Fagan began by warning his audience that his talk would not spare the nitty-gritty details of the Roman gladiatorial games and of other assorted sorts of torture and brutality, noting that the full Roman games (tellingly called munera, or duties, in Latin) comprised morning beast fights, either beast versus beast or beast versus man, executions during the lunch break, often by exposure to beasts, burning, crucifixion or some combination of all three, and the main event during the afternoon: the performance of highly trained, quasi- or wholly-professional fighters. Thus the Roman games had three essential elements: the giver, who paid for them, the performers or victims and the ravening mob of spectators.
Fagan argued in his talk that viewing the games was a potent social and psychological experience which has not been sufficiently accounted for outside of its specifically Roman cultural context or from a modern psychological perspective. In other words, most studies of the games discuss them as a particularly Roman experience with only subconscious appeal, but violent spectacles, Fagan noted, have exerted a powerful conscious appeal on people in all times, cultures and places, whether ludic, punitive or religiously mandated, from Aztec human sacrifices to English hangings to American lynchings.
With the proviso that his approach necessarily assumes the general applicability of modern psychological research to the ancient Romans, Fagan argued that the Romans enjoyment of gladiatorial games can be ascribed to crowd dynamics, the indulgence of stereotypes versus outgroups, the excitement and the attraction of violence. He drew repeated attention to the fact that the seating arrangements in the arena facilitated the psychological processes at work there. By and large, Roman spectators sat among peer groups.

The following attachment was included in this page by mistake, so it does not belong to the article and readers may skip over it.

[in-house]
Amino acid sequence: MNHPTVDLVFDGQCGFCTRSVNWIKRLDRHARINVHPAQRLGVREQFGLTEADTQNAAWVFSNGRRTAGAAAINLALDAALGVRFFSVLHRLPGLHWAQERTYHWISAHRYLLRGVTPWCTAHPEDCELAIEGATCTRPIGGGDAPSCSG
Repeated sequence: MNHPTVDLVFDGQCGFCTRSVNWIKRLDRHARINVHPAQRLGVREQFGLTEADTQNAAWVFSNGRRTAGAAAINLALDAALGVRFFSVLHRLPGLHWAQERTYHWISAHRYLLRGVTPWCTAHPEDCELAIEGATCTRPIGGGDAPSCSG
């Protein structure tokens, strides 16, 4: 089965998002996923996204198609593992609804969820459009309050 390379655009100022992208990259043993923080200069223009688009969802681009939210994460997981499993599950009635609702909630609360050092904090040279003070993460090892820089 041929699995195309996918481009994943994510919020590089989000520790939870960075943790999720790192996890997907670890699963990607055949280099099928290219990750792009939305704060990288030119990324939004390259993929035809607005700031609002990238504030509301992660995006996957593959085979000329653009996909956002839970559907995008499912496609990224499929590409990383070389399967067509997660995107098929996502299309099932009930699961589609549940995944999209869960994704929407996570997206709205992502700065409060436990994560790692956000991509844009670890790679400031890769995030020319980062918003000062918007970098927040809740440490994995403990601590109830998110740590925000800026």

Crowd theory has only recently begun to move beyond the 19th century idea of the mindless mob, but recently social psychologists have realized that crowds have several distinctive aspects and that they are never mindless. Crowds, Fagan pointed out, always have a predetermined reason to gather, and thus a nascent social identity even before crowds begin to congregate. This nascent identity is further enabled by the fact that crowds are composed of smaller subgroups.
Moreover, when crowds congregate, they do so in the presence of those they label as outsiders, and they categorize those outsiders in terms of stereotypes common to the crowds. Crowd members also do not lose their social identities, but instead their various identities adapt to the crowds circumstances and conform to its norms. Thus the expression of the crowds identity vis-à-vis outgroups is experienced as liberating and empowering.
Because Roman spectators were so strictly segregated according to class, gender, property status, citizenship and a host of other factors, the cohesion of the crowd in the arena was heightened and thus cast into relief the salience of the outgroups performing in the gladiatorial events. Thus, the historically infamous bloodthirstiness of the arena crowds.
Fagan concluded his discussion with a lengthy analysis of the most extended ancient commentary on spectatorship at the games, written by none other than St. Augustine. In the Confessions, Augustine talks about his friend, Alypius, whom Fagan and other scholars believe in fact to have been Augustine himself. Alypius experience of watching the games was an almost paradigmatic illustration of the modern facets of crowd theory which Fagan detailed. Ultimately, he concluded, a focus on the psychology of spectatorship might lift the arena out of its Roman context and bring it uncomfortably closer to home.